Current Thinking

What We’re Wishing for in 2021

While there was some good news for the retirement industry during the annus horribilis (as Latin speakers would have it) of 2020, there were more than enough misfortunes and setbacks for most of us.

Nevertheless, “Perpetual optimism is a force multiplier,” according to Colin Powell. So it is that we start this year by expressing a few of our greatest hopes for 2021.

Passage of the Securing a Strong Retirement Act (SSRA) of 2020. Also known as “SECURE 2.0,” the bill would, among other things, create a new financial incentive for small businesses to offer retirement plans; give individuals aged 60 and older more flexibility to set aside savings as they approach retirement; and create a national online database of lost retirement accounts, making it easier for employees to find those accounts. (More about SSRA can be found here.)

Although the bill never reached a vote last year, SSRA co-sponsor and House Ways & Means Committee Chairman Richard Neal (D-MA) has said he expects to reintroduce it in the new Congress, which convened on Jan. 3.

Extension of CARES Act relief. The $2.2 trillion Coronavirus Aid, Relief and Economic Security (CARES) Act, signed into law on March 27, 2020, helped the economy in general, and untold numbers of businesses and individuals in particular, to fiscally survive the pandemic. Among a multitude of items, the CARES Act suspended required minimum distributions from traditional Individual Retirement Accounts (IRAs) and employer-sponsored retirement plans for 2020, waived the 10% tax penalty for early distributions from 401(k), 403(b), 457(b) plans and IRAs, under certain circumstances; and increased the maximum amount of a loan from an employer-sponsored 401(k) plan, from the lesser of $50,000 or 50% of the plan participants’ vested assets to the lesser of $100,000 or 100%.

While Congressional leaders finally came to an agreement on a $900 billion stimulus bill on Dec. 20, what impact – if any – it will have on plan participants remains uncertain. We are hoping that the deadlines involved (details of which can be found here) can be further adjusted as we face a new year where the effects of COVID-19 are still very uncertain.

An End to the COVID-19 Pandemic (Of Course) This not only goes without saying in a general sense – as of Jan. 22, there were almost 25 million cases and 413,000-plus coronavirus-related fatalities in the U.S. alone, and over 98 million cases and 2.1 million deaths worldwide – but in an economic sense, as it relates to retirement savings, as well.

Some objected to the aforementioned easing of penalties and other restrictive measures when it came to allowing people to take money from their retirement accounts. We never joined that particular bandwagon; it was (and in many cases, still is) obvious that people needed money, and they needed it now.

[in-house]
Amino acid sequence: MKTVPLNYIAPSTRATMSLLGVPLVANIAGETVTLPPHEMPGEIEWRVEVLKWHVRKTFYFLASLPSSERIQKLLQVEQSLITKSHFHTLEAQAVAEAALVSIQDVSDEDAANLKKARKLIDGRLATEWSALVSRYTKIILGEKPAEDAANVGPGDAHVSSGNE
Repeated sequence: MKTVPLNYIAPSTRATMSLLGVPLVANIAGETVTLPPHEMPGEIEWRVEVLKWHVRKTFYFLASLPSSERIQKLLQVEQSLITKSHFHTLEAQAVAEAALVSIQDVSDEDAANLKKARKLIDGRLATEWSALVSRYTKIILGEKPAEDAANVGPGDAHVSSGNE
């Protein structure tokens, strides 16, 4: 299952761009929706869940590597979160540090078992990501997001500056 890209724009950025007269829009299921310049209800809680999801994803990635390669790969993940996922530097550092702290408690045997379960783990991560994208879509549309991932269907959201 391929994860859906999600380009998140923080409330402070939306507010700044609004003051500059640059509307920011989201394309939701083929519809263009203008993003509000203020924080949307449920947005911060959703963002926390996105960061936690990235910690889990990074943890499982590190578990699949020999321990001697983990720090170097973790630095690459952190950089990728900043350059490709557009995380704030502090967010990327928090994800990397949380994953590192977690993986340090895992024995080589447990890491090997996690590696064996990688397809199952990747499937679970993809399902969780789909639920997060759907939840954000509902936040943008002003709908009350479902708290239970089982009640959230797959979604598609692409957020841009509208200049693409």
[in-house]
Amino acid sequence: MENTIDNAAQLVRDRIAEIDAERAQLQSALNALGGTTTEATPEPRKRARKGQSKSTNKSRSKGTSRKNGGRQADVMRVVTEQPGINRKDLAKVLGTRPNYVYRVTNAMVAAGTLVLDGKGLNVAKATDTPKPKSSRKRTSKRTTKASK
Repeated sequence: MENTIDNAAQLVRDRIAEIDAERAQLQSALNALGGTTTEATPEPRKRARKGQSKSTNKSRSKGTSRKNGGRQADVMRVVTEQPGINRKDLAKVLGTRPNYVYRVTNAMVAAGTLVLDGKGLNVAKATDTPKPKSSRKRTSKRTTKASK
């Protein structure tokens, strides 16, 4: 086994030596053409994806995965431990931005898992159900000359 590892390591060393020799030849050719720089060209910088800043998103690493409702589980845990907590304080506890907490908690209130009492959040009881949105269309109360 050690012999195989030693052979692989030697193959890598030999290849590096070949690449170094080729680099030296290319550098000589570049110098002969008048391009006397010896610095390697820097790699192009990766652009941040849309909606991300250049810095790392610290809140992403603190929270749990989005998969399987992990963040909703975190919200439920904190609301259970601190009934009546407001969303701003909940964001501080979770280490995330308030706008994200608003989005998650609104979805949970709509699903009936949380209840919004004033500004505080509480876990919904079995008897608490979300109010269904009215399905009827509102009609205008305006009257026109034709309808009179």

That is perhaps an odd comment coming from someone who has always counseled “Save early and save often” when it comes to retirement, but as has been endlessly repeated, these have been unprecedented times.

However, once the pandemic is behind us – something that now seems possible with the Pfizer and Moderna vaccines – it will be time to regroup and think about how to replenish those retirement funds, and to go about making sure that one’s golden years are what one has always hoped they will be. As always, we will be here to offer our advice and expertise.

And so here is to a brighter 2021. May it bring you the happiness and security that was lacking for so much of last year.

About the Author

Richard Rausser

Richard W. Rausser has more than 30 years of experience in the retirement benefits industry. He is Senior Vice President of Client Services at Pentegra, a leading provider of retirement plan and  fiduciary outsourcing to organizations nationwide. Rausser oversees consulting, BOLI and non-qualified business development and actuarial service practice groups at Pentegra. He is a frequent speaker on retirement benefit topics; a Certified Pension Consultant (CPC); a Qualified Pension Administrator (QPA); a Qualified 401(k) Administrator (QKA); and a member of the American Society of Pension Professionals and Actuaries (ASPPA). He holds an M.B.A. in Finance from Fairleigh Dickinson University and a B.A. in Economics and Business Administration from Ursinus College.